A recent study from a leading car insurance firm has shown that, despite their complaints, many Australians are unrepentant about committing acts of road rage.
The sixteenth iteration of AAMI's national Crash Index has investigated the phenomenon where otherwise reasonable individuals experience massive bouts of inescapable anger due to interactions with other motorists.
It shows that 50 per cent of drivers covered by the survey have hurled verbal abuse at fellow road users in the past.
Of these, 82 per cent felt that their actions were "justified" due to the actions of their target.
Approximately 38 per cent of people interviewed said that they had indulged in a "crude gesture" directed at another driver – with a similar percentage feeling that the action was warranted.
Perhaps most worryingly in the report, 66 per cent of participants indicated that they had – on at least one occasion – become so enraged with the behaviour of a fellow motorists that they began to deliberately tailgate them.
The survey forms part of a three-year investigation into the perplexing issues of road rage – with more than 3,000 drivers aged over 18 interviewed.
Now in its second year, the study is seeking to determine what the triggers are for the majority of motorists and is looking to find ways to reduce the impact on Australian roads.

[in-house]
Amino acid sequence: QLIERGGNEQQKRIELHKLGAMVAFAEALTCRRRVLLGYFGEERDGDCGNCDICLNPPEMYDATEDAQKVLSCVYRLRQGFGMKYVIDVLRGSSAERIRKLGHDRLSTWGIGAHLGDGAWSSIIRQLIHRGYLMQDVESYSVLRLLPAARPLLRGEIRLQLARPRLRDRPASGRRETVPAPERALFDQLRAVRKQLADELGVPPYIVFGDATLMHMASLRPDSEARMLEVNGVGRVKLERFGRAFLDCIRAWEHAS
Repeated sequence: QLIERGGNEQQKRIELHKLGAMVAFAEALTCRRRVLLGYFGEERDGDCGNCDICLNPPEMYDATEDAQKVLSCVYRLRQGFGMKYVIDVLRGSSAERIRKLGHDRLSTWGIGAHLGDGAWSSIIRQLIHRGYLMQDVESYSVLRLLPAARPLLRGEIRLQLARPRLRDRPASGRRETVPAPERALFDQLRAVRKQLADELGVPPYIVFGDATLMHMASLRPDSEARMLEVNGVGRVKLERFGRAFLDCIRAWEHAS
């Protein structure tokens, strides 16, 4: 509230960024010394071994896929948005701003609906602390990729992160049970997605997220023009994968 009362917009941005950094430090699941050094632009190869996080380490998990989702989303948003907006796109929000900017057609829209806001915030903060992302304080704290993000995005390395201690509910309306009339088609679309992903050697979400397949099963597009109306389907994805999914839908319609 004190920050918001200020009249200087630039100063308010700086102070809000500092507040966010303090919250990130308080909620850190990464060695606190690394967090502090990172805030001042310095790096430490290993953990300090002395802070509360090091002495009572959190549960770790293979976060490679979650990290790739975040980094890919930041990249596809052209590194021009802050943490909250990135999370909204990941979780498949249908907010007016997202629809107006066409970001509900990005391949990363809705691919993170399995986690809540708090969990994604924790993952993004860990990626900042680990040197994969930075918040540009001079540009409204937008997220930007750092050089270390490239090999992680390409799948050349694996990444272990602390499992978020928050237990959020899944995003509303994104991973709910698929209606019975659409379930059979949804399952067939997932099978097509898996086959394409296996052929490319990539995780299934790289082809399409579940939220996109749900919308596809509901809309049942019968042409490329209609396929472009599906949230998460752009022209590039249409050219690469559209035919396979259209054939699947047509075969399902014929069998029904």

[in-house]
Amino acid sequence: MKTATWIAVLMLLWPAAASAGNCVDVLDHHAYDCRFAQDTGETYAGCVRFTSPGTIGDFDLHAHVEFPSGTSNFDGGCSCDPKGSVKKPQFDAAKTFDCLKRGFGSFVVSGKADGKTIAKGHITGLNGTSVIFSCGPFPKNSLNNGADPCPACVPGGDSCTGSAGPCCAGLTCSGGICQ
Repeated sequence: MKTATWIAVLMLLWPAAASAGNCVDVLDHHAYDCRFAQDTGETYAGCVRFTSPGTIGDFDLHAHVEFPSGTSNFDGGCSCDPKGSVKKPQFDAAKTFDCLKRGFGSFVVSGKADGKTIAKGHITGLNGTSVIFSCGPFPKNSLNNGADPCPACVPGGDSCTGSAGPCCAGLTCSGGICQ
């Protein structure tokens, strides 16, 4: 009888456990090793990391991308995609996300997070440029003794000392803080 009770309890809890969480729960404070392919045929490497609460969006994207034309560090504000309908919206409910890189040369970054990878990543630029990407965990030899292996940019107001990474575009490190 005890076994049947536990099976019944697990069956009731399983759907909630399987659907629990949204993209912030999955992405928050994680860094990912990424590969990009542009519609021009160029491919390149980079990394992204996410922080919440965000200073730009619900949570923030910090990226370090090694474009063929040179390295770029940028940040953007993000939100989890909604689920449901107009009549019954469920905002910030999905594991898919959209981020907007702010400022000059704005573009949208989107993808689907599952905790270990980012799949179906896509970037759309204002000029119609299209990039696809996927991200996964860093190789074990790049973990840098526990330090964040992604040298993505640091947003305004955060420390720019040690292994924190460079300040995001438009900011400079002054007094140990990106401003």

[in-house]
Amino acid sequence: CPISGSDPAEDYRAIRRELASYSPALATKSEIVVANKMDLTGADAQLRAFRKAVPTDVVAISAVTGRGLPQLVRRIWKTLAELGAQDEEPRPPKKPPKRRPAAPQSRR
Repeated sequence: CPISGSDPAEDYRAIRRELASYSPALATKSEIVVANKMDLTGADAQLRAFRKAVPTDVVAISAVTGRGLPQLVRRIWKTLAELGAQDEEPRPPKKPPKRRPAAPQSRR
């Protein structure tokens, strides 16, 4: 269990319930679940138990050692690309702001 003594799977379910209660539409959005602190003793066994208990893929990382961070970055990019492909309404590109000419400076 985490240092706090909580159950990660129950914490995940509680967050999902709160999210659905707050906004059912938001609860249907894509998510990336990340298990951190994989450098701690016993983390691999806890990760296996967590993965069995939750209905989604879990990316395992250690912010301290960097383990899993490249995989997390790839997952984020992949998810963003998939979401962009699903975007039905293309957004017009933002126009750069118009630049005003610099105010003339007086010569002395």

According to the manager of corporate affairs at AAMI Reuben Aitchison, there is a certain understandable dynamic at play.
Aitchison asserted: "When you cut someone off, it's because you're in a hurry – when someone cuts you off, it's because they’re a jerk. Or worse.
"There's this odd disconnect on our roads, in that if you ask people how they should respond to rude or aggressive driving behaviours, the vast majority (87 per cent) say you should ignore the other driver or signal an apology. But when push comes to shove, we let rip."
In addition to this unusual shift in behaviour, Aitchison explained that there was a common element of elevated aggravation causing an escalation in bad driving behaviour.
"It might start out with flipping them the bird or loudly questioning their parentage, but this can lead to far more serious consequences, with ten per cent of those we surveyed being forced off the road and two per cent being physically assaulted."
In cases where physical harm is caused due to a crash, car accident compensation can help to provide the necessary funds to cover medical treatments.
NSW drivers can contact a car accident lawyer to explore their options before committing to a legal course of action.